David Nasaw is the author of Going Out: The Rise and Fall of Public Amusements and two other books. He has served as a historical consultant for several television documentaries and teaches at City University of New York. His work has appeared in The New Yorker, The Nation, Cond Nast's Traveler and other periodicals. He resides in New York City.
The outsized life of William Randolph Hearst is a challenge to any biographer. The son of a miner who made a fortune in Western gold fields, he transformed American journalism as a publisher. He was a force in Hollywood's first golden age, and Marion Davies, his longtime mistress, was an early star. In politics, he served in Congress and sought the presidency, an office Franklin Roosevelt attained with the help of Hearst, who then became an arch-critic while corresponding with world leaders such as Mussolini and Hitler. As a collector, he filled warehouses with art objects he could not fit into the castles he built and bought. It may be inevitable that no biography could do full justice to each aspect of such a life, but CUNY historian Nasaw (Going Out: The Rise and Fall of Public Amusements) has done an admirable job. Enjoying the cooperation of family members and access to new primary sources, Nasaw has written a richer biography than the previous standard, W.A. Swanberg's Citizen Hearst (LJ 10/15/93), and a comparable book to Ben Proctor's two-volume work-in-progress, of which William Randolph Hearst: The Early Years (LJ 4/1/98) is Volume 1. Highly recommended for general collections. [Previewed in Prepub Alert, LJ 2/15/00.]DRobert F. Nardini, Chichester, NH Copyright 2000 Cahners Business Information.
It has been 40 years since the last major Hearst biographyÄthus this new volume has inherent value in portraying anew the great forerunner of Rupert Murdoch and other modern-day media moguls. This long-winded tome, however, often bogs down in trivial details of Hearst's tangled personal and professional life. Nasaw (Going Out: The Rise and Fall of Public Amusements) is the first to have had access to the formerly closed Hearst archives, but he doesn't really offer any surprises. On the big questions, the author only confirms what we already knew: that it was a lack of academic diligence that lay behind Hearst's failure at Harvard; that, like countless other well-heeled young men of his generation, he kept a mistress before marriage; that he was na‹ve in his dealings with Hitler. Neither is it a revelation that Hearst's financial collapse in the late 1930s was the result of spendthrift habits combined with the dour economic climate of the times. But the Hearst whom Nasaw portrays in such extraordinary (and excessive) detail is still the fascinating figure we've known for years: the self-absorbed genius equally addicted to power and possessions, the press baron interested not just in reporting news but in making and manipulating it. Photos not seen by PW. BOMC alternate selection. (June) Copyright 2000 Cahners Business Information.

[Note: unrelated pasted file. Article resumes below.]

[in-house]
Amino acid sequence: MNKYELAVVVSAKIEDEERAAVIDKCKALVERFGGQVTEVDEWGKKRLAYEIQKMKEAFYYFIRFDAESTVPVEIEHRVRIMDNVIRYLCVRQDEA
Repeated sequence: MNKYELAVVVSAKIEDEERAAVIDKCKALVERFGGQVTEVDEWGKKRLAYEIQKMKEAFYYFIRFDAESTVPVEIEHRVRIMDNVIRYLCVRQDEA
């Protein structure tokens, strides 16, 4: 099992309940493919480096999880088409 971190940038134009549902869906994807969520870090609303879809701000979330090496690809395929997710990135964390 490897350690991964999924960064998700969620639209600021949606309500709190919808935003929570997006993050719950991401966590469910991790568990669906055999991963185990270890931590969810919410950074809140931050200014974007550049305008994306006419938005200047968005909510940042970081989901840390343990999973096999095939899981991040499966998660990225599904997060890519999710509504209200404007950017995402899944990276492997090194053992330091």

"Nasaw's "The Chief" works on a large, even heroic, canvas and, thanks to Nasaw's exhaustive research, moves on a level of detail that would satisfy even Theodore Dreiser." The Los Angeles Times "[Nasaw] has given his biography an immediacy that almost makes the reader forget that the author . . . was not there as the story unfolded." --Orville Schell The New York Times ..".the Hearst whom Nasaw portrays...is still the fascinating figure we've known for years: the self-absorbed genius equally addicted to power and possessions..." Publishers Weekly ..".absorbing and sympathetic portrait of an American original, the first full-scale biography of the publishing giant and politician in nearly 40 years." The Chicago Tribune "In this exhaustively researched biography [Nasaw] has allowed us finally to understand . . . the father of the modern media conglomerate." The Chicago Tribune "Nasaw's judicious and comprehensive biography sensibly seeks to understand its subject, not to judge him." The New Yorker "Unlikely to be surpassed as the definitive study of its subject." The Wall Street Journal "A highly readable portrait of a fascinating individual." The San Francisco Chronicle "Nasaw keeps his subject human and believable, no easy task when writing about such a colorful and forceful man." The Seattle Times "The large and in-charge William Randolph Hearst's flirtations with Hitler, Mussolini, and Louis B. Mayer are documented in David Nasaw's utterly absorbing bio." Vanity Fair "The Chief is both an informative piece of scholarship and a pleasure to read." The San Diego Union-Tribune "Nasaw's intriguing study is a must-read." The Nation "A thoroughly researched volume that must be regarded as the definitive work...It's hard to imagine a more complete rendering of Hearst's life." Business Week "Mr. Nasaw makes Hearst a regular guy . . . and often likable or sympathetic, if far from a universal hero." The New York Times ..".the best biography I read in 2000." -- Jonathan Yardley The Washington Post